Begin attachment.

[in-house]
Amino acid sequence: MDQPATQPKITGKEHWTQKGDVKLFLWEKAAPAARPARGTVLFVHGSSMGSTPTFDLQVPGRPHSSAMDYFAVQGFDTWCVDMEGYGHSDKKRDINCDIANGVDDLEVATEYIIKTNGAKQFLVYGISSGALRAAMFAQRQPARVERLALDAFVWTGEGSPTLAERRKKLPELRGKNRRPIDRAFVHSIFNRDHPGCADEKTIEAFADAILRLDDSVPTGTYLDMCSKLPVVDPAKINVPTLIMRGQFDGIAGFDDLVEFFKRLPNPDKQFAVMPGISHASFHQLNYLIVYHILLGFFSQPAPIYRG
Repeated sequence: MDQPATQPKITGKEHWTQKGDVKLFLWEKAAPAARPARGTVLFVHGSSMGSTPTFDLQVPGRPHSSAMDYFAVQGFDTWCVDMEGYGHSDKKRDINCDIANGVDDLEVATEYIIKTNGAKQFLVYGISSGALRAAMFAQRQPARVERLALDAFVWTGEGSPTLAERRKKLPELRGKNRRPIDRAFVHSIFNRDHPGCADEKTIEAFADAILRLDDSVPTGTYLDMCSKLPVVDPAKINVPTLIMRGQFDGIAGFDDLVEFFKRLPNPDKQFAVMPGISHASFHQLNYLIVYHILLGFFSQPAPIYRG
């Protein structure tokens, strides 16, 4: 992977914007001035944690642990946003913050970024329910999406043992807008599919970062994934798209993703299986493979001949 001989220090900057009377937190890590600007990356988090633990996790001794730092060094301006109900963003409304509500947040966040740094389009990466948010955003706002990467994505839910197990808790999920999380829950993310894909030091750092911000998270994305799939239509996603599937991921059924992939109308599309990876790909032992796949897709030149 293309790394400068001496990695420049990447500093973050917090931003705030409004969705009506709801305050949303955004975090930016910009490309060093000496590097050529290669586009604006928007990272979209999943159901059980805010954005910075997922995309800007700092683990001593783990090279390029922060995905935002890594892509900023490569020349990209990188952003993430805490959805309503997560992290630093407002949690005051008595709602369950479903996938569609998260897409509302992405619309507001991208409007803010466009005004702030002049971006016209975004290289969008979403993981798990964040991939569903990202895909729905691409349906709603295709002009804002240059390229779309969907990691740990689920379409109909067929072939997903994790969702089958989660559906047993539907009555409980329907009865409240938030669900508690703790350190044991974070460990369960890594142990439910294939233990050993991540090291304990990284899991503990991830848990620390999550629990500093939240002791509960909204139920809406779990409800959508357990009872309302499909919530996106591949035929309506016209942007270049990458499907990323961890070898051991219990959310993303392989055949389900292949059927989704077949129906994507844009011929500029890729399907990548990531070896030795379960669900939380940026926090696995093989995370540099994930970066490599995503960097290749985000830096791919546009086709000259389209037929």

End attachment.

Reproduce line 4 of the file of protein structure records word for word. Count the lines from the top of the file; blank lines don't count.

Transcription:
């Protein structure tokens, strides 16, 4: 992977914007001035944690642990946003913050970024329910999406043992807008599919970062994934798209993703299986493979001949 001989220090900057009377937190890590600007990356988090633990996790001794730092060094301006109900963003409304509500947040966040740094389009990466948010955003706002990467994505839910197990808790999920999380829950993310894909030091750092911000998270994305799939239509996603599937991921059924992939109308599309990876790909032992796949897709030149 293309790394400068001496990695420049990447500093973050917090931003705030409004969705009506709801305050949303955004975090930016910009490309060093000496590097050529290669586009604006928007990272979209999943159901059980805010954005910075997922995309800007700092683990001593783990090279390029922060995905935002890594892509900023490569020349990209990188952003993430805490959805309503997560992290630093407002949690005051008595709602369950479903996938569609998260897409509302992405619309507001991208409007803010466009005004702030002049971006016209975004290289969008979403993981798990964040991939569903990202895909729905691409349906709603295709002009804002240059390229779309969907990691740990689920379409109909067929072939997903994790969702089958989660559906047993539907009555409980329907009865409240938030669900508690703790350190044991974070460990369960890594142990439910294939233990050993991540090291304990990284899991503990991830848990620390999550629990500093939240002791509960909204139920809406779990409800959508357990009872309302499909919530996106591949035929309506016209942007270049990458499907990323961890070898051991219990959310993303392989055949389900292949059927989704077949129906994507844009011929500029890729399907990548990531070896030795379960669900939380940026926090696995093989995370540099994930970066490599995503960097290749985000830096791919546009086709000259389209037929």